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Contributed by Bill Bonner
Publisher of: The Fleet Street Letter

PARIS, FRANCE 
FRIDAY, 29 JUNE 2001 

 

Today:  Making A Difference

*** Discontinuing coverage? Or leaving the scene of a 
crime?

*** Stocks rise on optimism...what else do they have to 
rise upon? 

*** A lousy year for investors...but "res nolunt diu male 
administrari" (a handy comment for almost any occasion)...

Market News:

Henry Blodget is still being quoted by the financial 
media as if he knew what he was talking about. Blodget was 
quoted yesterday on the subject of an appeals court ruling 
in the Microsoft case. "It is an unexpected positive," said 
the analyst, for whom almost all of life's events must be 
unexpected. What a delightful life the former dot.com tout 
must have - in which every sunrise comes as a surprise and 
every sunset as a complete shock.

I say 'former dot.com tout' for good reason. Blodget 
is, of course, still extant. So are a few of the stocks he 
once loved so dearly. But as our intrepid eyes and ears on 
Wall Street, Eric Fry, reports: the two aren't seeing much 
of each other any more.

"Now that the Internet bubble has imploded and millions 
of investors have lost billions of dollars," Eric writes, 
"Wall Street's brokerage firms have decided that enough is 
enough. Analysts like Merrill Lynch's Henry Blodget will no 
longer issue 'buy' recommendations on Internet stocks like 
CMGI Inc, iVillage or E*Trade. In fact, Blodget will issue 
no recommendation of any kind on these three stocks because 
he has 'discontinued coverage' - broker-speak for 'leaving 
the scene of the crime.'"

An appeals court ruled in favor of Microsoft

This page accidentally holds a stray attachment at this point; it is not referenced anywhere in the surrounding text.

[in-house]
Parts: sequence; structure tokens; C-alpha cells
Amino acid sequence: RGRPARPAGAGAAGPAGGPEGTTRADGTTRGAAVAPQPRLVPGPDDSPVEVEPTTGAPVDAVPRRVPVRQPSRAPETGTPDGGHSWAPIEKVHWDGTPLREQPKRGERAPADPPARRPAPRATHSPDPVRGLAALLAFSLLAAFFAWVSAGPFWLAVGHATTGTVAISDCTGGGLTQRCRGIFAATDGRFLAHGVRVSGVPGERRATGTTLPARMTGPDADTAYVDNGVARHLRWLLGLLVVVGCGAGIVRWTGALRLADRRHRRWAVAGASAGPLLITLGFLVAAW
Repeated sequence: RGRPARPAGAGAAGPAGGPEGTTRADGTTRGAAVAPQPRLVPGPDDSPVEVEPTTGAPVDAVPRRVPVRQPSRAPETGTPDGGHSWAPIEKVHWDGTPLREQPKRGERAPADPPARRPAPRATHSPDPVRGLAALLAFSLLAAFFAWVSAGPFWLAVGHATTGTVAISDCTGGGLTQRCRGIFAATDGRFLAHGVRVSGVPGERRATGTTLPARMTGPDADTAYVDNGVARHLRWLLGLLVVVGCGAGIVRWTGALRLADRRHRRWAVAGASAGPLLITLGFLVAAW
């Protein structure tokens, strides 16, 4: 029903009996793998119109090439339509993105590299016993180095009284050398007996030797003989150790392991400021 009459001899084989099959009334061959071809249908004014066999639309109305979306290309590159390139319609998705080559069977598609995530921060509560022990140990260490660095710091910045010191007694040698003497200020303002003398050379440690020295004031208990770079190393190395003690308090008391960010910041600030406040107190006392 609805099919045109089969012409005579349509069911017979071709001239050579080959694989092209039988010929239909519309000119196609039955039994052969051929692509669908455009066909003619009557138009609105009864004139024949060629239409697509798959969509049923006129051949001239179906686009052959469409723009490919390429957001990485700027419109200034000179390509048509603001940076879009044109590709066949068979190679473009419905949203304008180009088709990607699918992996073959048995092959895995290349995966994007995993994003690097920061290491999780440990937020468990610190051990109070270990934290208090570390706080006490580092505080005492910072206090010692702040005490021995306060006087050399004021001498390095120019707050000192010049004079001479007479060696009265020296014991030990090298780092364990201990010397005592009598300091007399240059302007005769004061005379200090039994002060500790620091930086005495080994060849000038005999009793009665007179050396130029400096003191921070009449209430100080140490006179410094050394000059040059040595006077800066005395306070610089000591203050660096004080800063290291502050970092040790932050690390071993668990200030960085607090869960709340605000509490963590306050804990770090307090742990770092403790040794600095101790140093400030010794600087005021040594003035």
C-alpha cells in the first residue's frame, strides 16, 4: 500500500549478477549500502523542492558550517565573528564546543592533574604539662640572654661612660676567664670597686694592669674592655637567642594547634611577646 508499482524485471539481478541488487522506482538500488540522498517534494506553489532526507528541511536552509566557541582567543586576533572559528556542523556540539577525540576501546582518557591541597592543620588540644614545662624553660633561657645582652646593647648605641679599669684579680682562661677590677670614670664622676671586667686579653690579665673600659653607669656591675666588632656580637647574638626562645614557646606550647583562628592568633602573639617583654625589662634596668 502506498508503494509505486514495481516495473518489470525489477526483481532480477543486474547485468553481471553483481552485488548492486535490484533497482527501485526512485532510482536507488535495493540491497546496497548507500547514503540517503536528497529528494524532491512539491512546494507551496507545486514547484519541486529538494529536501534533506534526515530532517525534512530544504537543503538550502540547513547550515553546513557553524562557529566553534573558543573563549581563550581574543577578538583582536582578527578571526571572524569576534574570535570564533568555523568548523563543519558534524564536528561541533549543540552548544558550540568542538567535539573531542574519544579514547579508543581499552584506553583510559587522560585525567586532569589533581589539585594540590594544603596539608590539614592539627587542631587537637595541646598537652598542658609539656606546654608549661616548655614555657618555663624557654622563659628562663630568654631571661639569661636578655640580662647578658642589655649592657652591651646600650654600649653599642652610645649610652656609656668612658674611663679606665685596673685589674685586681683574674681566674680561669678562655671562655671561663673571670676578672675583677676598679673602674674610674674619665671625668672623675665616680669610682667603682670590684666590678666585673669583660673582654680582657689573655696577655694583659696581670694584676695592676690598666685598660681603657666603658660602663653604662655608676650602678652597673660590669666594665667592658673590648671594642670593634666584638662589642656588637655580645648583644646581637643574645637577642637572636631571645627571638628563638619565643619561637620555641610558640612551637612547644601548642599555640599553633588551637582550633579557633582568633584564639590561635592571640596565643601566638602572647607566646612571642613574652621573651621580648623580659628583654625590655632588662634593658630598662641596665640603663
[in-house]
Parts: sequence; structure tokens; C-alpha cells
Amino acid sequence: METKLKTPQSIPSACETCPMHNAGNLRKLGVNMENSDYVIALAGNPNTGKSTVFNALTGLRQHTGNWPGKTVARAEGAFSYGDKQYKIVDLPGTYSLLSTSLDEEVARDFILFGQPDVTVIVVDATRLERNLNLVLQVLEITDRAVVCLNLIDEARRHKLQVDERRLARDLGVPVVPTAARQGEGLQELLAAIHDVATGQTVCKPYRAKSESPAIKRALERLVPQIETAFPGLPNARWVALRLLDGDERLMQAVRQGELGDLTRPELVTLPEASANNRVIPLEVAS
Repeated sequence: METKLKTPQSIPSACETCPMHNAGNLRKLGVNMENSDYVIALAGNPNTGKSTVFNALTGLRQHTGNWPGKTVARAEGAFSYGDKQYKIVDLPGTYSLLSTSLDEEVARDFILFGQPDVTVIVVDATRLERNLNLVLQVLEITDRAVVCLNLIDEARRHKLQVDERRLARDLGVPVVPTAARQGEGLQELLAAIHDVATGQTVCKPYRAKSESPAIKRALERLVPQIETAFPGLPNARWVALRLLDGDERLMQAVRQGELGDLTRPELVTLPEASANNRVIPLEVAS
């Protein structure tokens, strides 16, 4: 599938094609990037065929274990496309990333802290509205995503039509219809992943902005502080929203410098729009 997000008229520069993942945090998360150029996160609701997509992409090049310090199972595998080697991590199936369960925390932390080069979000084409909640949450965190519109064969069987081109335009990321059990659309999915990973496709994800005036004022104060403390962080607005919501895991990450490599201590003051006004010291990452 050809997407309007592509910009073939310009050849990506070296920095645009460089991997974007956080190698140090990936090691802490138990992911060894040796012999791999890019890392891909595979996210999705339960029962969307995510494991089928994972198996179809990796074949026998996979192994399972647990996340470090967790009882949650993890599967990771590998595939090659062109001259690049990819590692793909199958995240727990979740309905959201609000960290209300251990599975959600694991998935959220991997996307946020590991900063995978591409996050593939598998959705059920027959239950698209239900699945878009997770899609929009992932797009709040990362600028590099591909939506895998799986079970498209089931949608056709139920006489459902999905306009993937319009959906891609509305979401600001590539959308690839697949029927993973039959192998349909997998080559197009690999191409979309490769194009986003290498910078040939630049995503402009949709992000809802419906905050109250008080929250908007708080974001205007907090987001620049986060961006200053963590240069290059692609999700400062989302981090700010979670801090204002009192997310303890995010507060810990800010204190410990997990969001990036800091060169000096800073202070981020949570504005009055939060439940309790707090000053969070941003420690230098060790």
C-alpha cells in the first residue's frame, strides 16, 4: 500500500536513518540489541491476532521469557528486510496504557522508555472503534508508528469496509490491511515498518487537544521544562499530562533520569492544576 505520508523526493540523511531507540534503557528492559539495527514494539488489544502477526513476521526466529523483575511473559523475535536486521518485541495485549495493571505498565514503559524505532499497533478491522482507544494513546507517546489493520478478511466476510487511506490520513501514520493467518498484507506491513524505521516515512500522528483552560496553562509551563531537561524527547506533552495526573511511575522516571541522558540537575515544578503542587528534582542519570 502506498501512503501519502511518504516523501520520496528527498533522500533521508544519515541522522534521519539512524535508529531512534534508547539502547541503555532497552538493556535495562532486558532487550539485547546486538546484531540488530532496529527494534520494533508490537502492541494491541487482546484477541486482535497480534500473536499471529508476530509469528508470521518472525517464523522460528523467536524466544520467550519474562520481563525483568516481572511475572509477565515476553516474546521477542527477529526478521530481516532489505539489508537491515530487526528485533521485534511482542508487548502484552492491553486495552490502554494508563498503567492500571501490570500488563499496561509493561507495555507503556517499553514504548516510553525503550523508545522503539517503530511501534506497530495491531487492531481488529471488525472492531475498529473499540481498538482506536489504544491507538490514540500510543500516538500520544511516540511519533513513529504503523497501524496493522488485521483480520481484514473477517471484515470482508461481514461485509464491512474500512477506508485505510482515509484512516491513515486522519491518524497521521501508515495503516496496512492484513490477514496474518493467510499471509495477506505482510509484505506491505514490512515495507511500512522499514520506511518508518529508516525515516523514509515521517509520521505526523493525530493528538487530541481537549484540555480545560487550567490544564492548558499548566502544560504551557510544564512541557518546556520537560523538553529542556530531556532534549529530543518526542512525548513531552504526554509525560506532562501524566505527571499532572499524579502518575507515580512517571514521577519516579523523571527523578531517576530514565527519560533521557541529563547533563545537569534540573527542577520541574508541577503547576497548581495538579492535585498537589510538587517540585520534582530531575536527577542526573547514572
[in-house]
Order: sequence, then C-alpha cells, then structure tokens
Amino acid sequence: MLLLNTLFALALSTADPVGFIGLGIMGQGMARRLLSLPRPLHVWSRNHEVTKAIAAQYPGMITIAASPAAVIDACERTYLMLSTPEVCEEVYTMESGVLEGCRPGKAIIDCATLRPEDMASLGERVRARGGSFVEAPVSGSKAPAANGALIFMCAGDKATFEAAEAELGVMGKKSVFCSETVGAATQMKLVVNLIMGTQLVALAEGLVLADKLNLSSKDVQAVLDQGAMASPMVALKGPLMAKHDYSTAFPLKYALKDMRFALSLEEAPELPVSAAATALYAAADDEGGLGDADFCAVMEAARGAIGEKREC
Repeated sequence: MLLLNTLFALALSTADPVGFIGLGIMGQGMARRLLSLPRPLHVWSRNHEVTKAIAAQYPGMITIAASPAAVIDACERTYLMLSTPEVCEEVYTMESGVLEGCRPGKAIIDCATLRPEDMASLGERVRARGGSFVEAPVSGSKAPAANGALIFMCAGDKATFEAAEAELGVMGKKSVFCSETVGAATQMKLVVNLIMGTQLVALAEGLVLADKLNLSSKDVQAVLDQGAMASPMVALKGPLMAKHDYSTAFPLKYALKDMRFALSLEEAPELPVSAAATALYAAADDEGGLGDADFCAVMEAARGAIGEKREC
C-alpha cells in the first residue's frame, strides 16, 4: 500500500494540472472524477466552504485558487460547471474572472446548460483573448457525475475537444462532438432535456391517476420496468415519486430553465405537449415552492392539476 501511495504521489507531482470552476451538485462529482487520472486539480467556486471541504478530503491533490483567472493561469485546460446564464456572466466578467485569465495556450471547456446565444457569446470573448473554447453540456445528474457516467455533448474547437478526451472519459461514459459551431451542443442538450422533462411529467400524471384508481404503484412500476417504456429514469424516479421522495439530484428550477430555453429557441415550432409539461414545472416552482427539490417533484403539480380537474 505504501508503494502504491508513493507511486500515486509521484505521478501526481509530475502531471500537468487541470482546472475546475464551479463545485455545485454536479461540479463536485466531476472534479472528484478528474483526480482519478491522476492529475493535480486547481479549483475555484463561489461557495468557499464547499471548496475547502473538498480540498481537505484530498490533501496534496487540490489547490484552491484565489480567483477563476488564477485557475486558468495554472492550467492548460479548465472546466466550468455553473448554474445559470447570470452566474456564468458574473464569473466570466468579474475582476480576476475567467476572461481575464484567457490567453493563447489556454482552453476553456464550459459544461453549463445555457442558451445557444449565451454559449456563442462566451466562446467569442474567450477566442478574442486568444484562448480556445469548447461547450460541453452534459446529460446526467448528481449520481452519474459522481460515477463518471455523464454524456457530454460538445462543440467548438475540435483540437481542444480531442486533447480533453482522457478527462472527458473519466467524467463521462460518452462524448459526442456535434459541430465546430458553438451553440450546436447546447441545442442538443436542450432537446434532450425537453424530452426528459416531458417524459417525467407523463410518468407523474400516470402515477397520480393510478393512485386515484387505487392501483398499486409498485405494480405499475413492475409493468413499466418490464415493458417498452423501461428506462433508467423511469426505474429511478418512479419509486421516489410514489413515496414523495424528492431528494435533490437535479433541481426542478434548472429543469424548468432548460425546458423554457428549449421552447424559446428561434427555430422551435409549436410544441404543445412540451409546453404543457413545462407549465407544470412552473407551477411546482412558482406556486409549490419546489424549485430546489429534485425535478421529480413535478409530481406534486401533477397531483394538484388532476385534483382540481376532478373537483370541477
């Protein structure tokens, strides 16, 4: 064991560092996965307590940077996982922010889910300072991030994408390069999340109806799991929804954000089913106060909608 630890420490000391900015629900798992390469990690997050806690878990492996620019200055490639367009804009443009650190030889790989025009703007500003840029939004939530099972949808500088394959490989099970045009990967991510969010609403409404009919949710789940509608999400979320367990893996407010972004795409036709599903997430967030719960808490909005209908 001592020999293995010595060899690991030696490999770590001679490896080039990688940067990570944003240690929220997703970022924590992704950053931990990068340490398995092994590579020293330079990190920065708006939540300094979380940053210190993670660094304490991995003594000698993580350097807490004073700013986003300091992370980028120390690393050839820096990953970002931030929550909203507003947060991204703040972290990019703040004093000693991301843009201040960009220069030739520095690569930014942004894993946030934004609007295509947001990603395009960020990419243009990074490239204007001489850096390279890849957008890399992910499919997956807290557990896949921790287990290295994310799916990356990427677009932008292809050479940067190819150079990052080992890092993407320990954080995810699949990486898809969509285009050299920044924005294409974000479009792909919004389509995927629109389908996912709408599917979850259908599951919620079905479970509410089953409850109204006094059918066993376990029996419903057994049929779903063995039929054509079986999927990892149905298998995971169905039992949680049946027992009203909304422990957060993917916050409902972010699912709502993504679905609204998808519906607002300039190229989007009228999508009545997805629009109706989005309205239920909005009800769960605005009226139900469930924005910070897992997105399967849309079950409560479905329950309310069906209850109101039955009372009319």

yesterday - sending stocks racing upwards. By the close of 
business the Dow was up 131 points, the Nasdaq up 51. As I 
explained yesterday, res nolunt diu male administrari. 
(Things refuse to be mismanaged long.) Bill Gates is 
perfectly capable of mismanaging his own affairs - he 
doesn't need the government's help. 

I'm going to let Eric do most of the writing this 
morning. I was up late last night - at Sophia's high school 
graduation. More about that, below...

******

Eric Fry on Wall Street:

- The lead headline on Thursday's USAToday.com's "Money" 
page was, "Stocks Rally on Optimism." The headlines 
immediately below read: "FedEx Bruised by Slowdown," "Nokia 
Scales Back Workforce," "Deere to Trim Staff," "Wall Street 
Under the Knife" and "Firestone to Close Illinois Plant." 
Hope, indeed, does spring eternal.

- Rate cuts won't cure what ails this economy, Morgan 
Stanley strategist, Byron Wien tells USAToday. The biggest 
drag on the economy, Wien says, is the huge inventory 
pileup that is strangling profit growth at technology 
companies. "Just because you can borrow money cheaply, 
doesn't mean you are going to buy more equipment if you've 
got a lot of idle capacity."

- Besides, before borrowing more money, many companies and 
consumers will have to deal somehow with the money they've